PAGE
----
While Prime Minister Narendra Modi's nationalist tub-thumping has been widely credited with his recent election win, another factor was one he kept relatively quiet about: Modicare.
Despite some teething problems and a dire need for further reforms and more spending, this huge initiative launched last year - one of the world's largest publicly funded healthcare programmes - has made a difference.
"This scheme has infused a sense of belief in the poor that if they fall sick they will get treatment without spending a rupee," said Anil Agarwal, chief medical superintendent at a hospital in Sitapur, a city with some of India's worst health indicators.
Indeed, voting data from the mammoth election that ended last week with a landslide for Modi showed particularly strong support for his right-wing party in poorer areas where people would have benefited most.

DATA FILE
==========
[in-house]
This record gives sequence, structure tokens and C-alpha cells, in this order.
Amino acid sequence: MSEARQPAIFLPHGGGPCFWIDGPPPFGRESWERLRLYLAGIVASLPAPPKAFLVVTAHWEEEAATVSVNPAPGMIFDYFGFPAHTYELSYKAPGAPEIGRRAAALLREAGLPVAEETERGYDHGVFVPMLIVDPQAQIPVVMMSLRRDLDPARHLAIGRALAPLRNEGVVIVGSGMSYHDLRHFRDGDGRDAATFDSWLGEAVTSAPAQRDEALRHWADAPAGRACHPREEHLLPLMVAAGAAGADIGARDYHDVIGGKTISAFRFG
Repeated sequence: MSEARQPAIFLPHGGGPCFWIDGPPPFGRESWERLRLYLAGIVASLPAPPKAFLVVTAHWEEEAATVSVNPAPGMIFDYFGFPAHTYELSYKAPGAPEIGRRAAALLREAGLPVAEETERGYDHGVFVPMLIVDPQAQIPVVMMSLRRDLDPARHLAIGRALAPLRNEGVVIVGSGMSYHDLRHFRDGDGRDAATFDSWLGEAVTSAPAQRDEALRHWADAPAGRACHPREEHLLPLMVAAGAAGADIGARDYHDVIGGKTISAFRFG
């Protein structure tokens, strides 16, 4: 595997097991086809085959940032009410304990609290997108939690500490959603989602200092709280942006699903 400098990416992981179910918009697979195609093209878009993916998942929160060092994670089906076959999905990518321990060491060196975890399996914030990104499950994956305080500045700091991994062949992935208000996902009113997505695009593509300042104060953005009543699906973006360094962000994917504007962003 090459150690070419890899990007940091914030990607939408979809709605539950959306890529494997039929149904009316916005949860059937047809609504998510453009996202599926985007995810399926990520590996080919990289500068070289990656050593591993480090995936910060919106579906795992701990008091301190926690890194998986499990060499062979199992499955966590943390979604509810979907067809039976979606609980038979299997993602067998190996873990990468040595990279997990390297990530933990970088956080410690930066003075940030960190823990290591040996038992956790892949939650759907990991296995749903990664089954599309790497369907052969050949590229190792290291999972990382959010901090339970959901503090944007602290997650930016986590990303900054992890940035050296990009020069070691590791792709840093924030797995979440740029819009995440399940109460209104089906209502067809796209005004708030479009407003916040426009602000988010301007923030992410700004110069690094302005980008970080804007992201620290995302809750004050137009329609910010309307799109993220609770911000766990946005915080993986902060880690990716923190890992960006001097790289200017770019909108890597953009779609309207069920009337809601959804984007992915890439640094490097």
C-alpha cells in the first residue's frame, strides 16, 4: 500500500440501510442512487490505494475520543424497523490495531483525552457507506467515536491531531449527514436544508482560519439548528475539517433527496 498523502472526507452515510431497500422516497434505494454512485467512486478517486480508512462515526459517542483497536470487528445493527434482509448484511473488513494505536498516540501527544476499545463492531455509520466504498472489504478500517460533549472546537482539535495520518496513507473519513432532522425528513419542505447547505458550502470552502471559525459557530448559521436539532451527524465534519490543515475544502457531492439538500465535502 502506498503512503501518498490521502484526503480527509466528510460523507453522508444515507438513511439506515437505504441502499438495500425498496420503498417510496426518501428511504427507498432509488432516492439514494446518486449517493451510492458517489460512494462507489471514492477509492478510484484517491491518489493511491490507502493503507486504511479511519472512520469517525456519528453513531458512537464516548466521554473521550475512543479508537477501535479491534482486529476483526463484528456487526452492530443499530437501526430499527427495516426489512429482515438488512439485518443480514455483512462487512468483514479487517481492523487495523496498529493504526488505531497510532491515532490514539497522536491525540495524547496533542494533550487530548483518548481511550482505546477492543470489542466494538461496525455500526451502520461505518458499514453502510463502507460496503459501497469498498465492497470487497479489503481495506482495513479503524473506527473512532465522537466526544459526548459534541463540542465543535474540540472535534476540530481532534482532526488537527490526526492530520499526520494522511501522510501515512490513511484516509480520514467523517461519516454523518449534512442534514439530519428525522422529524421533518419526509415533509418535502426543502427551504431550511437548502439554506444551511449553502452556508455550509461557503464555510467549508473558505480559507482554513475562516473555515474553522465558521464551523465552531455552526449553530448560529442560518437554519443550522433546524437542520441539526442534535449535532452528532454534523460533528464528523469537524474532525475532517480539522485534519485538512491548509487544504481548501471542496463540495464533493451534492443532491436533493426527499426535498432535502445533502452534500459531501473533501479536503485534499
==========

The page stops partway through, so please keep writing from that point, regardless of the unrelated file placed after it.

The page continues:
"It has certainly been welcomed as a welfare measure by the poor and probably contributed to (Modi's) electoral victory," said K. Srinath Reddy, president of the non-profit Public Health Foundation of India.
The flagship programme, dubbed Modicare, covers hospital costs up to $7,200 for the poorest 40 percent of Indians, or some 500 million people, in a country where the average annual income is about $1,670.
Even before Modicare, or the National Health Protection Scheme (NHPS), was introduced in September, treatment was largely free at government hospitals.
But patients still had to shell out for diagnostics and medicines, which make up a big chunk of the costs of hospital care, as well as for implants like stents.
Private clinics were out of reach for many, with a consultation alone costing some 1,000 rupees ($15) - a large amount for millions living on less than $2 a day. But now poorer Indians can visit these clinics, providing they sign up to the scheme.
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